South Geelong Station

Line: Geelong and Warrnambool
Junction with: Queenscliff Line
Distance from Melbourne: 74.412 km
Track Diagram: View
Google Maps: Satellite /  Map
Opened: November 1, 1883

South Geelong is a major commuter station during the week, being surrounded by a large carpark and residential streets with all day parking. It has a single platform located on the southern side of the line, abutting the Yarra Street level crossing. The station building is light brown brick and has a booking office staffed for much of the day, waiting room and privately operated coffee stall.

There are two dead end sidings at the down end, one either side of the main line. The northern siding forms part of the run around loop, which due to the direction of the crossover, cannot be used as a passing loop. The station is staffed for the longest hours of any station on the Geelong line, due to the signal frame needing to be operated for every train passing through.


The site of South Geelong station was first used during 1878-1879 as a ballast and bluestone loading point by Topham, Angus & Smith, the contractor building the Queenscliff branch. A tramway ran from here though the streets to Scott's Quarry 2 1/2 miles away at Newtown. Permission to construct the tramway was granted in September 1878.

It ran along Yarra Street south from the railway crossing, before turning west into Fyans Street, then for two miles to the quarry near today's Elco Street. Stone was taken along the tramway, fed through stone crusher that was erected at Yarra Street, then loaded into rail trucks.


Early days

South Geelong opened on the line to Winchelsea on November 1st 1883. A 76 meter (250ft) platform was provided between Yarra and Bellarine Streets, both of which were provided with gates. A loop siding was also provided across from the platform, as well as a dead end siding running along behind. A wooden station building was also provided at the new station. On opening, the area around the new station was paddocks, located on the path between the town proper on the hill, and the factories on the Barwon River.

In 1887-1888 the platform was extended, and a goods shed provided. In 1892 South Geelong could be opened as a block point in the Geelong - Queenscliff Junction section. By 1898 home signals had been provided, as well as a public siding on the up side of the main line at the down end of the platform.


Now a junction

Electric Staff was introduced in 1900, and in 1901 the junction of the Queenscliff was moved up to the line to South Geelong itself. An additional siding was added opposite the platform. A new 20 lever interlocked frame was installed to control the new layout. The frame still remains today, and is one of four remaining McKenzie and Holland No 6 Pattern 'Rocker' Frames in Victoria.

In 1912 the platform was again extended at the eastern end, along with all other stations on the Geelong - Warrnambool line. A new Station Master's house was also provided. It was also about this time that the Moorabool Street level crossing was replaced with an over bridge, that still remains today.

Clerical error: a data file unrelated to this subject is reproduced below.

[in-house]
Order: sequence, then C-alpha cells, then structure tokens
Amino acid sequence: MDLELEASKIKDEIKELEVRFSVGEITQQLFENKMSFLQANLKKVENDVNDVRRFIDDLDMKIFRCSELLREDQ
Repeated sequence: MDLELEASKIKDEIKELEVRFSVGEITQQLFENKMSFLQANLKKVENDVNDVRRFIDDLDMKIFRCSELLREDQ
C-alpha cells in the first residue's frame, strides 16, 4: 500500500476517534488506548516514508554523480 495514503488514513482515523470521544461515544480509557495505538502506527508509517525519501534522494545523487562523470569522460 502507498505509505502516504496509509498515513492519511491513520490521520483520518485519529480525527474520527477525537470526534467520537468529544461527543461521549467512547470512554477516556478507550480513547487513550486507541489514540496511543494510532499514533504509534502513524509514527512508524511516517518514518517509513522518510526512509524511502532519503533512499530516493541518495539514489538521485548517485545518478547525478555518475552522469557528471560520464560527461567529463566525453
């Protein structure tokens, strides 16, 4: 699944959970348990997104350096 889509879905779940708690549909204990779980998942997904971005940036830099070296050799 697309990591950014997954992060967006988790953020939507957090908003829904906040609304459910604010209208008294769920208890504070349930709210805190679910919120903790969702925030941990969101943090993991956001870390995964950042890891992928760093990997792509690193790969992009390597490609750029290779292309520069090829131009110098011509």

Goods yard expansion

In 1914 the goods yard was expanded, with the wood and coal yards at Geelong being transferred here. Two new sidings were provided parallel to the main line, the level crossing at Bellarine Street was abolished, and a footbridge was provided in it's place. At this time the Swanston Street crossing was provided with hand gates and a Gatekeeper. The new goods yard also served a number of sidings located behind the station platform.

From 1921 South Geelong station was used as the inbound depot for gravel sourced from the council owned quarry at Gherang on the Wensleydale line. Other goods traffic included boiler fuel (coal and wood) for the nearby industries located along the river.

Further expansion to the yard occurred in 1940 when the State Electricity Commission opened a briquette depot in the station yard. Two new sidings were provided in 1943 running into a large asbestos roofed shed, that were used for the transfer of briquettes to the Geelong power station on the corner of Yarra and Brougham Street, this traffic lasting until the 1960s. The Geelong Hospital boiler was another user of briquettes transferred at South Geelong, continuing until the 1980s.

Two fuel depots also existed in what is now the station car park. By the late 1970s neither of them were receiving product by rail.

In 1959 Siding A, located opposite the station platform, was abolished. This removed the ability for trains to terminate and run around at South Geelong. From this date the junction of the Port Fairy and Queenscliff lines was the the down end of the platform.


Special trains

South Geelong also saw a number of extra passenger trains run when rowing regattas were held on the Barwon River or football matches at Kardinia Park. On at least one occasion seven trains ran to and were stabled at South Geelong for the afternoon - six trains and one railmotor. This traffic continues today, with special trains running direct to the station to cater for Cat's fans attending home games at Kardinia Park.


Commuter growth

On Monday 4th November 1968 commuter trains were extended to South Geelong with 1 train running each way every day. Operated as extensions of Geelong services, they were balanced in each direction by an empty car run. Where these trains ran around is unknown at this time - it is presumed it was carried out in the goods yard. Before this time passenger traffic was very light, with the only trains stopping at South Geelong originating from the Port Fairy and Queenscliff lines.